Expect a new adventure every day, as you journey around the
island of Spitsbergen and explore smaller, outlying islands. The variety of
incredible wildlife and geological formations found here is astounding! Every
expedition will be unique, but a few of our favorite landing sites include the
14th of July Glacier, Ny London, Phippsoya, Aklefjellet and the seldom visited
The names may seem strange to you, but they each have their
own unique appeal. For birders, the 14th of July Glacier is home to purple
sandpipers, common eiders, barnacle geese and Arctic terns; while Alkefjellet
is home to nesting brünich guillermots (thick-billed murres).
If you want to prove that reindeer are real, then you’ll
want to have your camera ready for visits to sites like Ny London, Sundneset
As for the largest land carnivore in the world – searching
for polar bears is a constant activity,
with Phippsoya and Isbukta being two of their preferred places for hunting –
meaning great potential for you to capture them in action.
A big part
of appreciating Spitsbergen comes from understanding the culture, not just how
people live today, but how this land was first explored. Whaling was a key
industry here and you will see blubber ovens and other whaling evidence at
landing sites such as Smeerenburg. Colorful tundra meadow displays are
complimented by glaciers and the potential exists for spotting beluga whales.
POSSIBLE LANDINGS AND WILDLIFE SIGHTINGS
This cliff is a seabird center, where brünnich’s guillemots
(thick-billed murres) raise their young. An estimated 100,000 breeding pairs
raise their young here in the basalt cliffs. The birds do not build nests,
rather they lay an egg on the bare ledge.
This bay on the west shore of Edgeøya affords a landing site
with a box canyon where black-legged kittiwakes
raise their young. Arctic foxes have been seen combing the
canyon floor to feed on scraps that have fallen from the nests above. Watch for
bones of ancient bowhead whales on the canyon floor, evidence that the
shoreline has changed over millennia.
On the eastern shore of the southern tip of Svalbard is Ice
Bay. Sabine gulls, skuas and bearded seals inhabit the bay. polar bears are
known to patrol the area as well.
Is an island! Both nautical charts and topographical maps
define Isispynten as a point of land, but we’ve proved them wrong. Receding
glaciers have turned this point of land into an island.
This is a well-known walrus haul out. The pink color to a
walrus’ hide as it lies in the sun is caused by blood pumped to the skin’s
surface to aid cooling, similar to that of a hippopotamus in Africa.
The western part of this island is only 98 km from Victoria
Island in Franz Josef Land, which is part of the Russian Arctic. This remote
outpost is actually closer to the Russian Arctic than it is to Nordaustlandet
(117 km) and is actually located on the same longitude as Cairo, Egypt!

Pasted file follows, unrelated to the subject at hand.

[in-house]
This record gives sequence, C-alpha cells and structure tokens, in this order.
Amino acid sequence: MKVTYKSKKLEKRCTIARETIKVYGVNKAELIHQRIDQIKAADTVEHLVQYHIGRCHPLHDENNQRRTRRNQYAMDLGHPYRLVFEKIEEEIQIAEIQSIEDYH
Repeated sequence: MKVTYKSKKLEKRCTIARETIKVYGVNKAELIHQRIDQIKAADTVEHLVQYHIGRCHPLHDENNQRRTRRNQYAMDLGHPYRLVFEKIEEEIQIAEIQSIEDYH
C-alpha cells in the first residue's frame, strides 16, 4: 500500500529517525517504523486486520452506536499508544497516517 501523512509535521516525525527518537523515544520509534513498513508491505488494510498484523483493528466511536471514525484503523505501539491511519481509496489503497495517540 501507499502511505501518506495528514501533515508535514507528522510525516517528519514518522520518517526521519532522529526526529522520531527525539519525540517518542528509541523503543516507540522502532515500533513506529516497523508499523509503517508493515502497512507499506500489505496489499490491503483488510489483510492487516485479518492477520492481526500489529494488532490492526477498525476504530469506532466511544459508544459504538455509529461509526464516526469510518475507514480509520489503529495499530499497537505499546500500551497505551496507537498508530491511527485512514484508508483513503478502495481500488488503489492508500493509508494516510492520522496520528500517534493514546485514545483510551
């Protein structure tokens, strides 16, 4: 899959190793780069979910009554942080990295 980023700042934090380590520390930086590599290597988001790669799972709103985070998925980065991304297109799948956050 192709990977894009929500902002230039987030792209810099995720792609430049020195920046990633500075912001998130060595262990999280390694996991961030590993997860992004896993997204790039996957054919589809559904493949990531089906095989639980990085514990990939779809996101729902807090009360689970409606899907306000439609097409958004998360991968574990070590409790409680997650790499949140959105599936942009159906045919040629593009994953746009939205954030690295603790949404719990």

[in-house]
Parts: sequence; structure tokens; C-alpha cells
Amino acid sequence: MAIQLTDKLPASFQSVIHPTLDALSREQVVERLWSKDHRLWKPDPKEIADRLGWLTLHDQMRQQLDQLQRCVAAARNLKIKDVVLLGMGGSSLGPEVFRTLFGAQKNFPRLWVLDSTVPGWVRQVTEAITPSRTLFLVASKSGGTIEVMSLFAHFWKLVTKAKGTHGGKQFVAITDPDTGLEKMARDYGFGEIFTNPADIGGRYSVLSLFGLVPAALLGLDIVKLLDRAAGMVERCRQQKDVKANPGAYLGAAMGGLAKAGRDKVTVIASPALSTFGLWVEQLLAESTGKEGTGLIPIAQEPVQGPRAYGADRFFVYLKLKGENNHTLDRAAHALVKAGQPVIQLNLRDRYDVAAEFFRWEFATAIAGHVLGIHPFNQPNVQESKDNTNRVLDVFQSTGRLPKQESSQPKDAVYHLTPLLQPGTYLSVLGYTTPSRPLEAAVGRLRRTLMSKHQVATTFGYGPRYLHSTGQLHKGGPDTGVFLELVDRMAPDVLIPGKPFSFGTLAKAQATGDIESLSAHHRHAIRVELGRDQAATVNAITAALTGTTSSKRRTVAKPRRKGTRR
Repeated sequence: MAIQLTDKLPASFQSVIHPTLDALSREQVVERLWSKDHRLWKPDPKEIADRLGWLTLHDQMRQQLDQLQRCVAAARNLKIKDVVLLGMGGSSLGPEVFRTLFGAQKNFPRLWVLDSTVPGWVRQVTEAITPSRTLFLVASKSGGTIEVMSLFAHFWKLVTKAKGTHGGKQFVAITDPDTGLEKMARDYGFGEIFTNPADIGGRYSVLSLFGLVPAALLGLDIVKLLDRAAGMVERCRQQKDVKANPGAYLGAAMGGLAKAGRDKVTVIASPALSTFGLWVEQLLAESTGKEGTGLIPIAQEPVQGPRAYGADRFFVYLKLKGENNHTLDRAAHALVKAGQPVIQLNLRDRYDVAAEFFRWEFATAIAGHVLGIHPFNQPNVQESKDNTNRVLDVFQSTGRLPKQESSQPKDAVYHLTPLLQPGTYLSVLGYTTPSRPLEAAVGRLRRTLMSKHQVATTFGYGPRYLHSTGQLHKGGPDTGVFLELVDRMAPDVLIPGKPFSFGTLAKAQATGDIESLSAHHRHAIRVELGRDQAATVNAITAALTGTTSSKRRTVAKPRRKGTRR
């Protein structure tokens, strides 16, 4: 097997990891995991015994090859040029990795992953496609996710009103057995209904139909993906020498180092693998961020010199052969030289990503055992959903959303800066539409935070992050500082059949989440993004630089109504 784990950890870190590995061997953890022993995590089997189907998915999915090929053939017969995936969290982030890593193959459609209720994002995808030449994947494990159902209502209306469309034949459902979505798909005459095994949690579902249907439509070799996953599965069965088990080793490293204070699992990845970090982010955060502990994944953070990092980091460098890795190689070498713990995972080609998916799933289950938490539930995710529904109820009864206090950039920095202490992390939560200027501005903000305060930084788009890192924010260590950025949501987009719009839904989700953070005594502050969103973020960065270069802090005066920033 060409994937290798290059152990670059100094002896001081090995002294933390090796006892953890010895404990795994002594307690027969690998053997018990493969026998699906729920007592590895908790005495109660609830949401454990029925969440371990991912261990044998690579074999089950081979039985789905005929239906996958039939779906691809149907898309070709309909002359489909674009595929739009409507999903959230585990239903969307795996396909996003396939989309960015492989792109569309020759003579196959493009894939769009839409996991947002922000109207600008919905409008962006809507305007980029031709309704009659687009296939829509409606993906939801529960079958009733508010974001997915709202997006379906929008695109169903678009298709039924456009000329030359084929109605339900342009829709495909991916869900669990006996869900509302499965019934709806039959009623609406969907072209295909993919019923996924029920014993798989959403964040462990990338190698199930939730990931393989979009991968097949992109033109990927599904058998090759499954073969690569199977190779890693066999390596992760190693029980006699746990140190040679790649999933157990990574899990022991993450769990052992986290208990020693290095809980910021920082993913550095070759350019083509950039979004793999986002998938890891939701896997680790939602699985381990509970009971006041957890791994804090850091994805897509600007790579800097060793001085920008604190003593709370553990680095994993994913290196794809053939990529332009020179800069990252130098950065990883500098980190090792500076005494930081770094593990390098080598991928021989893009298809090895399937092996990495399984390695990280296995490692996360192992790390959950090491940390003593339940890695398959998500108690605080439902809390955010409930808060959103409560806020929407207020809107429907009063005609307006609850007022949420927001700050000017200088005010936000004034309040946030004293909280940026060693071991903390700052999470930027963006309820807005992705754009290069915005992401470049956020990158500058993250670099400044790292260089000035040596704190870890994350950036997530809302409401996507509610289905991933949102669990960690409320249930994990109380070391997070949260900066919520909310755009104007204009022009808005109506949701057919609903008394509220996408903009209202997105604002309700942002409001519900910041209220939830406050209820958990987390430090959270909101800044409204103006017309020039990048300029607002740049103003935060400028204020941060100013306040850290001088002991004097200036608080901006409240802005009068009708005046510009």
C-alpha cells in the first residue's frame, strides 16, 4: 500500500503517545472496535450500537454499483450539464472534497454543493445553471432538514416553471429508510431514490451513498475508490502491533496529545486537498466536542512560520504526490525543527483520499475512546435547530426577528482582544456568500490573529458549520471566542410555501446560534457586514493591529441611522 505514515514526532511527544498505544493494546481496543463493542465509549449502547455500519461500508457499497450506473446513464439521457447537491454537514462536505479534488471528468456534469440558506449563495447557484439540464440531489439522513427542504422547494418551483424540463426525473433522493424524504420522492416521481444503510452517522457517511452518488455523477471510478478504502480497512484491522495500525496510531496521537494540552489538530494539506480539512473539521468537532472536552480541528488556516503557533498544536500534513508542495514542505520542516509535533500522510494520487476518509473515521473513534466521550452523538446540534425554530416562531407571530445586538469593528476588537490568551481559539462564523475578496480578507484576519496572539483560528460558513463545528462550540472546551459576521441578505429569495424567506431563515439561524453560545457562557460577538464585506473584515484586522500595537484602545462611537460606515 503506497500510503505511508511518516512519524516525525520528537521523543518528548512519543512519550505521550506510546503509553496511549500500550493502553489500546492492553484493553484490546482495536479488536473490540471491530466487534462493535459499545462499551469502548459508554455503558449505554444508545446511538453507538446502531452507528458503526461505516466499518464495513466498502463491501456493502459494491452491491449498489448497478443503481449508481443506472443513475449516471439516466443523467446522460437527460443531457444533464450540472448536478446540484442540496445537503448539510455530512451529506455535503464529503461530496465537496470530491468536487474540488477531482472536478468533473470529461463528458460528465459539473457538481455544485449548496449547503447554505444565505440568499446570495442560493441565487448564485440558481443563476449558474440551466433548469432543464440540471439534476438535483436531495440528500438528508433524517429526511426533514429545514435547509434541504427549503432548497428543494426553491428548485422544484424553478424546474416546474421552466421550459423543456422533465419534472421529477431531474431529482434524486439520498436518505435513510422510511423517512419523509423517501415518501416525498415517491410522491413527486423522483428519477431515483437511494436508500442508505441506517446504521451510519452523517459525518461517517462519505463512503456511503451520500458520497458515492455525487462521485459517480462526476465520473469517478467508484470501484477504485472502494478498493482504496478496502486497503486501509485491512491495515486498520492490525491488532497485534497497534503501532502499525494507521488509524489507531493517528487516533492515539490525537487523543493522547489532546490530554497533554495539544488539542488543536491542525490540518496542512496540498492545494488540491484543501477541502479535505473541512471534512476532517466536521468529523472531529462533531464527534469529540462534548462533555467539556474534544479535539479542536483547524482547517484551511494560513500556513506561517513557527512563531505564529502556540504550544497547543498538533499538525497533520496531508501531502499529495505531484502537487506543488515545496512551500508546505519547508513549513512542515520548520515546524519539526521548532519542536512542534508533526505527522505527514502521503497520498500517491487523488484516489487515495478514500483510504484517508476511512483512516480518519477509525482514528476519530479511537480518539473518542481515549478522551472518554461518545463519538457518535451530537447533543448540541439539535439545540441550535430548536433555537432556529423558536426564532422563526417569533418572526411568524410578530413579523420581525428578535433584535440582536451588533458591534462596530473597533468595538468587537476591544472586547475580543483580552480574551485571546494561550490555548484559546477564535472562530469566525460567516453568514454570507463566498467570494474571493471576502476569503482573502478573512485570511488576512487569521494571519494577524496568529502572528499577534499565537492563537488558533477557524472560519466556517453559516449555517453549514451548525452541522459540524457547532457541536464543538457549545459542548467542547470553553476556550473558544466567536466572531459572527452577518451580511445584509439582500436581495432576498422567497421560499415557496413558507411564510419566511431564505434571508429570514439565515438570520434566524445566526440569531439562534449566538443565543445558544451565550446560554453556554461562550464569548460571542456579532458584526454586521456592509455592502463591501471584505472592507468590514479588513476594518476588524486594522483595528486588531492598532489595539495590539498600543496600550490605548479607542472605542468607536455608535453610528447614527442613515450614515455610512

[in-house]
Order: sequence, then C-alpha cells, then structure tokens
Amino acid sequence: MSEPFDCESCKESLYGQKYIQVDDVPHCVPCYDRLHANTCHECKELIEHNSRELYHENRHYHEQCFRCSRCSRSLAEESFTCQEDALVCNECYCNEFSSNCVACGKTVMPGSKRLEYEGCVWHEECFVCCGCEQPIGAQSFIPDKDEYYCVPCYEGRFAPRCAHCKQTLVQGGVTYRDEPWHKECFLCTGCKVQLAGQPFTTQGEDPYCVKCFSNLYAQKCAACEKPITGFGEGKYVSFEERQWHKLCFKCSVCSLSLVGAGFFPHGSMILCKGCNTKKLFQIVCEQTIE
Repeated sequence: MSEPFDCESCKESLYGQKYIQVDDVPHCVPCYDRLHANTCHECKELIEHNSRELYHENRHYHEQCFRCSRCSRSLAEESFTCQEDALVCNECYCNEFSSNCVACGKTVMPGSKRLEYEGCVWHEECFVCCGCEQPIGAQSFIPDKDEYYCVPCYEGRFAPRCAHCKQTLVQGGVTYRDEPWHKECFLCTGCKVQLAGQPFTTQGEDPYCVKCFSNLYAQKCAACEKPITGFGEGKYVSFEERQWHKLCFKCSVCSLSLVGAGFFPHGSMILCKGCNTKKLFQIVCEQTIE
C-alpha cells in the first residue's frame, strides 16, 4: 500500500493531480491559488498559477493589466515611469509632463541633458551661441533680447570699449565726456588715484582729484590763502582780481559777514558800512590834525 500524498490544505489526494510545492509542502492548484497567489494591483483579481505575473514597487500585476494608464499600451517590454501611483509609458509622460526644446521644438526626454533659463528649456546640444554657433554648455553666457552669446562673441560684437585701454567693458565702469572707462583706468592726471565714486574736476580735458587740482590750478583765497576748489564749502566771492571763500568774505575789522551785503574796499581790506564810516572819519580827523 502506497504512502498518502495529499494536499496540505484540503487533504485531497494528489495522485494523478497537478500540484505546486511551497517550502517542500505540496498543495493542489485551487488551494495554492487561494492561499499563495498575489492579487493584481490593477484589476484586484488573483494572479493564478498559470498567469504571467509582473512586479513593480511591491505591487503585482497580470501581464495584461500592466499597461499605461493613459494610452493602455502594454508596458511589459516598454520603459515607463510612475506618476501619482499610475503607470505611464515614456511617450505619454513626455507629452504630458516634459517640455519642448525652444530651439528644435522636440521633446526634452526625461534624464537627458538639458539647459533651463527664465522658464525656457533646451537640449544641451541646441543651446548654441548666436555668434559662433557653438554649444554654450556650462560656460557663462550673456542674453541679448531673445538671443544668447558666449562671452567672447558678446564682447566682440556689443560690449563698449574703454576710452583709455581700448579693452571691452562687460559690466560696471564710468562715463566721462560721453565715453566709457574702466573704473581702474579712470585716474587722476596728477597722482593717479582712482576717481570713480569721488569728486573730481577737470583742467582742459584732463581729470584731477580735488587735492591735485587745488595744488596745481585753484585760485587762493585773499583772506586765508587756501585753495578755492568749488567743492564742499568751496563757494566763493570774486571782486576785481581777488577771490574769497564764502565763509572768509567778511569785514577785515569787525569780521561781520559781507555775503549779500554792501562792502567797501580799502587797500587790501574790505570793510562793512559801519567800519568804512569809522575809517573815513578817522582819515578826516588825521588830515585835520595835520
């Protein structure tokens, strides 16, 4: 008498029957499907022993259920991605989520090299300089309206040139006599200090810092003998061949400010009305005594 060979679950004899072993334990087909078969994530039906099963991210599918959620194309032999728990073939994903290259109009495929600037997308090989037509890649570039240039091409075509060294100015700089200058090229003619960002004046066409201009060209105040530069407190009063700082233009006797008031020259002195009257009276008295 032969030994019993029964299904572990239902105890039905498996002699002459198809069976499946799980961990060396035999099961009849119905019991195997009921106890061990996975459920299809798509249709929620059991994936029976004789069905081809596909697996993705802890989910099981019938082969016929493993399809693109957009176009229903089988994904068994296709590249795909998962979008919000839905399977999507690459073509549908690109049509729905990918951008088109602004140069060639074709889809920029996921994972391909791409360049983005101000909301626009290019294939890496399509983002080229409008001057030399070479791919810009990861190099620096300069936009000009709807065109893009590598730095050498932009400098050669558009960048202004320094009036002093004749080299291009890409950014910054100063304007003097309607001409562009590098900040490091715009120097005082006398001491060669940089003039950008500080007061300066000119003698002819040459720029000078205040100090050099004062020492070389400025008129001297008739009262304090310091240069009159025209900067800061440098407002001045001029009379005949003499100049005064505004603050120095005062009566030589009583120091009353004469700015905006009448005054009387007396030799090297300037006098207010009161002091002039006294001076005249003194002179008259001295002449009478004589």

In 1906, His Serene Highness Prince Albert I of Monaco
visited Lilliehöök Glacier to conduct scientific investigations. His
great-great-grandson visited the glacier 100 years later. He, too, was part of
a scientific investigation, this time to further our understanding of the
Arctic clam, a species that lives for more than a century. The growth rings of
a single clam’s shell contain evidence of the chemicals encountered by the
clam. Scientists can determine the variations of the water’s temperature and pollutant
content by studying the shell.
Eighteen hundred people inhabit the administrative capital
of Svalbard, which is situated on the shore of Isfjorden. The settlement was
founded in 1905 by John Munroe Longyear, the majority owner of the Arctic Coal
Company of Boston.
This island is designated as a protected sanctuary for
HSH Prince Albert I of Monaco, a pioneer of oceanography,
led an expedition to Svalbard in 1906. His team used sophisticated photographic
techniques to understand the shape and position of several glacier fronts.
Monaco Glacier honours the expedition, the prince and the principality over
which he reigned.
This small archipelago is the northernmost land in
Svalbard. Englishmen left their mark during a survey of the islands in the
1780s. The party named the islands after themselves, with the smallest and
least significant island being named Nelsonøya, after the lowly midshipman.
This is an excellent location to stretch the legs and
explore the Arctic on foot. We often head out hiking here in search of
The Samarin Glacier dominates the landscape that surrounds
the bay, where icebergs, kittiwakes and brünnich’s guillemots (thick-billed murres)
may be seen.
This polar desert may seem barren, but traces of life can
be found here, including fossils and whalebones that are 9,500 years old. The
bones provide nutrients for microenvironments that leach from the ancient
Otter Island is an excellent location for Zodiac cruising
to search for and photograph polar bears and walrus.
This is a beautiful and colourful tundra-covered island
with moss campion (a small wildflower), saxifrage and Arctic mouse-eared
chickweed. Fun names on an island that is a pleasure to explore.
IMPORTANT REMINDER Embracing the unexpected is
part of the legacy – and excitement – of expedition travel. When travelling in
extremely remote regions, your expedition staff must allow the sea, the ice and
the weather to guide route and itinerary details. The above is a tentative
outline of what you’ll experience on this voyage; please be aware that no
specific itinerary can be guaranteed.